oh well

Darn I love Star Trek Insurrection

oh well


It is quite an enjoyable film, enormously benefits from the outdoor scenery.
It has a lightness that the other 3 films do not have.

Film Score Monthly Online
The Russo Tube
Guardians of the Galaxy Vol. Murphy
Amblin Uncovered: The '90s, Part 1
The Score Horde
Sounds of The Silo
The Composer That Came to Gotham
Wong's Turn: Surmising the Summer
Fabrizio Mancinelli: Mushka and More
Ear of the Month Contest
A Safan-tastic Life
Today in Film Score History:
June 7
Billy Goldenberg records his score for the Amazing Stories episode "The Amazing Falsworth" (1985)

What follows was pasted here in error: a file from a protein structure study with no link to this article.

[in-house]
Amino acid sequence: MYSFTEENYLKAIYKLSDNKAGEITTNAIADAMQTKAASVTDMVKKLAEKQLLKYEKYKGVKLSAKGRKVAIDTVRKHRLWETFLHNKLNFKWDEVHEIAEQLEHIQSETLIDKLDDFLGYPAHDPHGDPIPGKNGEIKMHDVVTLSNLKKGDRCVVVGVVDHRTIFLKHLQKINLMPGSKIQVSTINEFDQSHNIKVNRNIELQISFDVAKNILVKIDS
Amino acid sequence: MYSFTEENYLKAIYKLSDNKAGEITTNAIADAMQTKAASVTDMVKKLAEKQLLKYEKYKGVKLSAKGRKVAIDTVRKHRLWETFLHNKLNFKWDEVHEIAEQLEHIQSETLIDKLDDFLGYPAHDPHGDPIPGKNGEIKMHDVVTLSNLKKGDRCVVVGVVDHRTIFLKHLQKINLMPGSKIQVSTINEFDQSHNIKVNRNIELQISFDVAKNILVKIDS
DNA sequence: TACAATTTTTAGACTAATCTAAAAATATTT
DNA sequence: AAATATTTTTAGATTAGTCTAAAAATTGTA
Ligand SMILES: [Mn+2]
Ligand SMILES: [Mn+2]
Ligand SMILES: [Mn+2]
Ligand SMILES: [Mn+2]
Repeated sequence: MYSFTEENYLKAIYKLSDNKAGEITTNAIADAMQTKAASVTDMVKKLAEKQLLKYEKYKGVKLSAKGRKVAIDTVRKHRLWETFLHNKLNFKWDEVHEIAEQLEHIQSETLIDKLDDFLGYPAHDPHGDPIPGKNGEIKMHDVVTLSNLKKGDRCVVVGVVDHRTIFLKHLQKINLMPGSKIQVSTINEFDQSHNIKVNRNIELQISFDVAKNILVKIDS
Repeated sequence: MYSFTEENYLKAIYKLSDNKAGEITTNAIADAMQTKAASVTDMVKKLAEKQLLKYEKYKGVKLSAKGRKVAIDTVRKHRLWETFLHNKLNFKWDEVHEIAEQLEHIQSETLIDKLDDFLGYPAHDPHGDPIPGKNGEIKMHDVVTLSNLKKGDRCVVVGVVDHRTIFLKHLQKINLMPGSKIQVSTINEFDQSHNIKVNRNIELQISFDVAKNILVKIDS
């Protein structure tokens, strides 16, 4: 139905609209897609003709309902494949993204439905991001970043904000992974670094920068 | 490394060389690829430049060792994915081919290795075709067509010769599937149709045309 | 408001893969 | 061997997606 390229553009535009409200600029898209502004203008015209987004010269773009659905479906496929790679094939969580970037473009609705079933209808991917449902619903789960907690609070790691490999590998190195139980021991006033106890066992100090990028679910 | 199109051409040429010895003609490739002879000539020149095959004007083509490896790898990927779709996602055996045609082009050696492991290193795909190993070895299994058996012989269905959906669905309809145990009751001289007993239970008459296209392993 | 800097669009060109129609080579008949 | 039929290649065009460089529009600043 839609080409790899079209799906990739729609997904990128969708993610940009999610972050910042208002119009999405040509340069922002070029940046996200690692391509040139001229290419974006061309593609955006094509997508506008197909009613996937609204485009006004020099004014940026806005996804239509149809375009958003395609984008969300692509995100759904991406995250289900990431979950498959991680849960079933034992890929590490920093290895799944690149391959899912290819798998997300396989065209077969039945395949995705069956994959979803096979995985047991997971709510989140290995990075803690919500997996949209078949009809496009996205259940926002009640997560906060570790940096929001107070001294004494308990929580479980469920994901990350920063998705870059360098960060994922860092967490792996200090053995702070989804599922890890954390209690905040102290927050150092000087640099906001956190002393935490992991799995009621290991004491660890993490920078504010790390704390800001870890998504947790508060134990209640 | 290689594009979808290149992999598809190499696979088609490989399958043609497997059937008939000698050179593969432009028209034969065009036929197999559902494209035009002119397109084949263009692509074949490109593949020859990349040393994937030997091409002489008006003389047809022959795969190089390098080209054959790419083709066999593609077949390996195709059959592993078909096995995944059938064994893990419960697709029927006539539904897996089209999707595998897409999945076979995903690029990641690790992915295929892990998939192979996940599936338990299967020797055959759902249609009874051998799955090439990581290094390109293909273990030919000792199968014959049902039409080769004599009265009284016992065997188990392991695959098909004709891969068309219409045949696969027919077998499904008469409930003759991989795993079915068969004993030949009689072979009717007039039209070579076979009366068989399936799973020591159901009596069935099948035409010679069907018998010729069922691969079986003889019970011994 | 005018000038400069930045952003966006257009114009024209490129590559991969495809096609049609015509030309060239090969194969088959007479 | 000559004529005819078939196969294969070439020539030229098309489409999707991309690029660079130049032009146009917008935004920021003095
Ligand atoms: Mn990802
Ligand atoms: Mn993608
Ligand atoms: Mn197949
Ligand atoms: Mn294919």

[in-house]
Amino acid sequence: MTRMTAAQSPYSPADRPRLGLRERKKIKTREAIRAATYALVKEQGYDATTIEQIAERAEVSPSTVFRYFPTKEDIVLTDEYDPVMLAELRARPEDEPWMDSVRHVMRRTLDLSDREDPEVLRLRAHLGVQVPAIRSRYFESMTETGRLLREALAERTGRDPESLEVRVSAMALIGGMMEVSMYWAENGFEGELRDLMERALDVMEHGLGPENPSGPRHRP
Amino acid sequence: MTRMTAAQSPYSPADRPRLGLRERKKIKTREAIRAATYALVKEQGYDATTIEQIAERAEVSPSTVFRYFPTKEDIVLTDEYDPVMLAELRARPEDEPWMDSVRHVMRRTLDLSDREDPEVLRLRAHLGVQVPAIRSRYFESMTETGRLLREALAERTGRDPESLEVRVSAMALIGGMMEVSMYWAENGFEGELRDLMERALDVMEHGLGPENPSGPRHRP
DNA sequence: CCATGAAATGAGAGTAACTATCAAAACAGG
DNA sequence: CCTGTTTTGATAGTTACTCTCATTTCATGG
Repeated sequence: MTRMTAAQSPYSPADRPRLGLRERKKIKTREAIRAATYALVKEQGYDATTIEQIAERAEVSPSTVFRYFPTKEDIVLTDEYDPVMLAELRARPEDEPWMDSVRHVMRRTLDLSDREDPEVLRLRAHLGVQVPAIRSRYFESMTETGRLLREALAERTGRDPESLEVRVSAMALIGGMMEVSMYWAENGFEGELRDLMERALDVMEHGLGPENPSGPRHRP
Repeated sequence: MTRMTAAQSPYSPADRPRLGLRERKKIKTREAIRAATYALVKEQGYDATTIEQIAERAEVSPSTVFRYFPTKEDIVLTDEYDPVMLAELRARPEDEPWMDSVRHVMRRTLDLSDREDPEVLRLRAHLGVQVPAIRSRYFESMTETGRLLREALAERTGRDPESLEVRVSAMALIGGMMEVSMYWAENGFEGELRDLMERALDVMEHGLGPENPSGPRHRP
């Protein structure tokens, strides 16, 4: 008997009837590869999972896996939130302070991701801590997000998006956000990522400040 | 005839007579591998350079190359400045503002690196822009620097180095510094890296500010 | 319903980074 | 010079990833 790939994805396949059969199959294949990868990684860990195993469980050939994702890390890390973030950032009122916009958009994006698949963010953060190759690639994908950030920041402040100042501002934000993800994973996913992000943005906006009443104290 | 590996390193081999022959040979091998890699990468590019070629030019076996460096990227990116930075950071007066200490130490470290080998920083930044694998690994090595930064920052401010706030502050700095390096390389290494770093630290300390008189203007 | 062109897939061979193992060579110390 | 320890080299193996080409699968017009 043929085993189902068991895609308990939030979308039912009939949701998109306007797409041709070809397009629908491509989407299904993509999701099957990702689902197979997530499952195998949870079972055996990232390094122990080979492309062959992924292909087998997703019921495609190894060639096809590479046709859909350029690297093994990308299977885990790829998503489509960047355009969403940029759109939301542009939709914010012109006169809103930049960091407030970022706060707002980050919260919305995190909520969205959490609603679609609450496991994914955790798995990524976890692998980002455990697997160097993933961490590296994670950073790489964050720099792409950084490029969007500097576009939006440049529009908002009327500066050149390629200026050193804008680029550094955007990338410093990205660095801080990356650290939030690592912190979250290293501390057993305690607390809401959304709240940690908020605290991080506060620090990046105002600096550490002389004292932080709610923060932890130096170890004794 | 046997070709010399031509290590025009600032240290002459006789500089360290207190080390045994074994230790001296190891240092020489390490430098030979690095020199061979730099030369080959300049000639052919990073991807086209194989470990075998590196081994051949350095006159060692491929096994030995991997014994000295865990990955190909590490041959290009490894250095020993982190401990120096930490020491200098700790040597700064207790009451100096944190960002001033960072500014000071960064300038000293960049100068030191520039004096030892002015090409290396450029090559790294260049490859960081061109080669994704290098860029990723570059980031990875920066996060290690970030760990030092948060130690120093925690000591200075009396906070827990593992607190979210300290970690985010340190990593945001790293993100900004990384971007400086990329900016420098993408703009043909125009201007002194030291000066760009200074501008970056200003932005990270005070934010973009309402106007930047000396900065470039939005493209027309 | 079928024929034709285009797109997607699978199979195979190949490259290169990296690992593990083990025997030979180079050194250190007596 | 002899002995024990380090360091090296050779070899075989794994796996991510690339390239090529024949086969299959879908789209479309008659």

Charles Strouse born (1928)
Daniele Amfitheatrof died (1983)
Dave Grusin begins recording his score to The Heart Is a Lonely Hunter (1968)
David Buckley born (1976)
David Raksin begins recording his score for A Lady without Passport (1950)
Don Peake born (1940)
Elmer Bernstein begins recording his score for The Shootist (1976)
Franz Reizenstein born (1911)
Georges Van Parys born (1902)
Giong Lim born (1964)
Lewis Furey born (1949)
Morton Stevens wins an Emmy for his Hawaii Five-O episode score “A Thousand Pardons, You’re Dead,” and Pete Rugolo wins for his TV movie score The Challengers (1970)
FSMO Featured Video
Video Archive • Audio Archive
Podcasts
© 2023 Film Score Monthly. All Rights Reserved.
Website maintained and powered by Veraprise and Matrimont.